RAMAN- A Great Physicist
Chandrasekhara Venkata Raman was born at Tiruchirappalli in Southern India on November 7th, 1888. His father was a lecturer in mathematics and physics so that from the first he was immersed in an academic atmosphere. He entered Presidency College, Madras, in 1902, and in 1904 passed his B.A. examination, winning the first place and the gold medal in physics; in 1907 he gained his M.A. degree, obtaining the highest distinctions.
His earliest researches in optics and acoustics - the two fields of investigation to which he has dedicated his entire career - were carried out while he was a student.Since at that time a scientific career did not appear to present the best possibilities, Raman joined the Indian Finance Department in 1907; though the duties of his office took most of his time, Raman found opportunities for carrying on experimental research in the laboratory of the Indian Association for the Cultivation of Science at Calcutta (of which he became Honorary Secretary in 1919).
In 1917 he was offered the newly endowed Palit Chair of Physics at Calcutta University, and decided to accept it. After 15 years at Calcutta he became Professor at the Indian Institute of Science at Bangalore (1933-1948), and since 1948 he is Director of the Raman Institute of Research at Bangalore, established and endowed by himself. He also founded the Indian Journal of Physics in 1926, of which he is the Editor. Raman sponsored the establishment of the Indian Academy of Sciences and has served as President since its inception. He also initiated the Proceedings of that academy, in which much of his work has been published, and is President of the Current Science Association, Bangalore, which publishes Current Science (India).Some of Raman's early memoirs appeared as Bulletins of the Indian Associationfor the Cultivation of Science (Bull. 6 and 11, dealing with the "Maintenance of Vibrations"; Bull. 15, 1918, dealing with the theory of the musical instruments of the violin family). He contributed an article on the theory of musical instruments to the 8th Volume of the Handbuch der Physik, 1928. In 1922 he published his work on the "Molecular Diffraction of Light", the first of a series of investigations with his collaborators which ultimately led to his discovery, on the 28th of February, 1928, of the radiation effect which bears his name ("A new radiation", Indian J. Phys., 2 (1928) 387), and which gained him the 1930 Nobel Prize in Physics.
Other investigations carried out by Raman were his experimental and theoretical studies on the diffraction of light by acoustic waves of ultrasonic and hypersonic frequencies (published 1934-1942), and those on the effects produced by X-rays on infrared vibrations in crystals exposed to ordinary light. In 1948 Raman, through studying the spectroscopic behaviour of crystals, approached in a new manner fundamental problems of crystal dynamics. His laboratory has been dealing with the structure and properties of diamond, the structure and optical behaviour of numerous iridescent substances (labradorite, pearly felspar, agate, opal, and pearls).Among his other interests have been the optics of colloids, electrical and magnetic anisotropy, and the physiology of human vision.Raman has been honoured with a large number of honorary doctorates and memberships of scientific societies. He was elected a Fellow of the Royal Society early in his career (1924), and was knighted in 1929.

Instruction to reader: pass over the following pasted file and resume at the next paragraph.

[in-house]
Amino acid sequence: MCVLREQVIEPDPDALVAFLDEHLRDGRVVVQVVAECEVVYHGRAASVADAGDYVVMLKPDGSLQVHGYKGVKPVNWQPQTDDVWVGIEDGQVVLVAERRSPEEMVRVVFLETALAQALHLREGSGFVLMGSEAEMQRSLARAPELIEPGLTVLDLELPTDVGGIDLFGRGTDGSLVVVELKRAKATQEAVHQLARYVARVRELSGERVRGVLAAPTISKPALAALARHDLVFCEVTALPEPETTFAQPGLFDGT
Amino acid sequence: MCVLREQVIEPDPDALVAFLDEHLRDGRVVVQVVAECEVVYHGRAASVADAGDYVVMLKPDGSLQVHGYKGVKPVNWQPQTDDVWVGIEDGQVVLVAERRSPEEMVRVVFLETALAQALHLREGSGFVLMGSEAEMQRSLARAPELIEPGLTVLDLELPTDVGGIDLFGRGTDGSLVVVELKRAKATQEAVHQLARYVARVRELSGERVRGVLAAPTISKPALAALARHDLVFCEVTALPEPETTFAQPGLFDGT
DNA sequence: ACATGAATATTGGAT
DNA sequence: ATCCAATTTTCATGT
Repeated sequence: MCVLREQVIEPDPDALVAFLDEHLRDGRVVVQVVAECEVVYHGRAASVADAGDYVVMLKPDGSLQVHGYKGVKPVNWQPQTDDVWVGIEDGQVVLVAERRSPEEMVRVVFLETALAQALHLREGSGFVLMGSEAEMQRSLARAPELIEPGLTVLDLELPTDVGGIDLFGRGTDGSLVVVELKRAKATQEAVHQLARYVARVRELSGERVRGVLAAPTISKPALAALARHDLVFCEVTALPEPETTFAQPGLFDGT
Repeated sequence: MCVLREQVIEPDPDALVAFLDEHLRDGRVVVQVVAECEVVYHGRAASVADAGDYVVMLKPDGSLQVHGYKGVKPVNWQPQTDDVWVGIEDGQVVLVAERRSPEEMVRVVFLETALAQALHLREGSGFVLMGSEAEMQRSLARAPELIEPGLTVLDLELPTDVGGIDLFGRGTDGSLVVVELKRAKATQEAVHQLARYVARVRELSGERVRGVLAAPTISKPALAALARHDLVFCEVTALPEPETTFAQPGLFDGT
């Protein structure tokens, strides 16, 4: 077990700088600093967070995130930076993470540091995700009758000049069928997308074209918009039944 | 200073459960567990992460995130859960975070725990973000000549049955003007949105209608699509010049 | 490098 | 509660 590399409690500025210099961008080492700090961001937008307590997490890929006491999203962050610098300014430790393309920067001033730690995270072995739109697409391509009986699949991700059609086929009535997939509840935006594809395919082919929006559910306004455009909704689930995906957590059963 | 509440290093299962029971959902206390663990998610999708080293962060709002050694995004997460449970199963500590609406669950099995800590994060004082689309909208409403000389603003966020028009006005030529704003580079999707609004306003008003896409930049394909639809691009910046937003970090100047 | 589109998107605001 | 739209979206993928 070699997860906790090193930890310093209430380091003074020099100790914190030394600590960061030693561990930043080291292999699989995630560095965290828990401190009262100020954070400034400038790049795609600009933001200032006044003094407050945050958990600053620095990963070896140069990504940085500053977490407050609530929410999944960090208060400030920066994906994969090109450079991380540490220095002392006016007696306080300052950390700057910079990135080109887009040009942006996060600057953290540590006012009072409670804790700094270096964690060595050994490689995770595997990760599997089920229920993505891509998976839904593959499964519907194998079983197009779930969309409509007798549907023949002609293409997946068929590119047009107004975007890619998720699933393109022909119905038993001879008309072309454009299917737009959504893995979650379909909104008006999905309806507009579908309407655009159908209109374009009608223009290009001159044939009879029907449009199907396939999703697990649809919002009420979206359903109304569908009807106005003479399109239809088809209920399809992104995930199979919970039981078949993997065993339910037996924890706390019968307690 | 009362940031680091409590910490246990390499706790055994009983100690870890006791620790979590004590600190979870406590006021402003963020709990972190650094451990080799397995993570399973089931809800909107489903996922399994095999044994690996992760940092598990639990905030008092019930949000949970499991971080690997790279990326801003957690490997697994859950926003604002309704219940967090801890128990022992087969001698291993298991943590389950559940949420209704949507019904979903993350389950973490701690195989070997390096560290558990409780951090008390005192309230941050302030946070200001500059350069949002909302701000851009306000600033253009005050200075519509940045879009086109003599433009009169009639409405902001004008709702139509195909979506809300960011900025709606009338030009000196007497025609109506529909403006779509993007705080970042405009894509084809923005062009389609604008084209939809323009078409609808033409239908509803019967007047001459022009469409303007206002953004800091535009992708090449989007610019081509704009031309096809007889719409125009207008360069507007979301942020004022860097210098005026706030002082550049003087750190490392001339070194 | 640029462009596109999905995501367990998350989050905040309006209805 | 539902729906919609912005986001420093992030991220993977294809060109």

1. The Raman Effect: Raman and his students continued researching light scattering in gases, liquids and solids.They used monochromatic light – sunlight that had been filtered to leave only a single color – and found that a variety of different liquids – sixty of them – did indeed change the color of the light. They first observed this in April 1923, but very weakly.In 1927 they found a particularly strong color change in light scattered by glycerol (then called glycerine): Raman’s team observed the effect in gases, crystals and glass. The effect might have been mistaken for fluorescence, another phenomenon in which light has its color changed, but in Raman’s work the light scattered by liquids was polarized, which ruled out fluorescence.
2. Raman Spectroscopy: Raman showed that the energy of photons scattered inelastically serves as a ‘fingerprint’ for the substance the light is scattered from. As a result of this, Raman spectroscopy is now commonly used in chemical laboratories all over the world to identify substances. It is also used in medicine to investigate living cells and tissues – even detecting cancers – without causing harm. Laser light rather than sunlight is used as the source of photons.
3. The Photon Spin: In 1932 Raman and his student Suri Bhagavantam discovered that photons of light carry angular momentum – in quantum terms, photons possess a property called spin. Light and other forms of electromagnetic radiation pass their angular momentum on to atoms that absorb them.
Raman’s Nobel Prize winning work was initially inspired by observations he made on a sea voyage. Coincidentally, it was on a sea voyage that another Indian Nobel Prize winner, Subrahmanyan Chandrasekhar, actually carried out most of his Nobel Prize winning work. And, even more coincidentally, C.V. Raman was Chandrasekhar’s uncle! In 1933 Raman became the first Indian director of the Indian Institute of Science in Bangalore. In 1947 he became independent India’s first National Professor. In 1948 he founded the Raman Research Institute in Bangalore, where he worked until the end of his life. Chandrasekhara Venkata Raman died, aged 82, of heart disease on November 21, 1970 in Bangalore, India.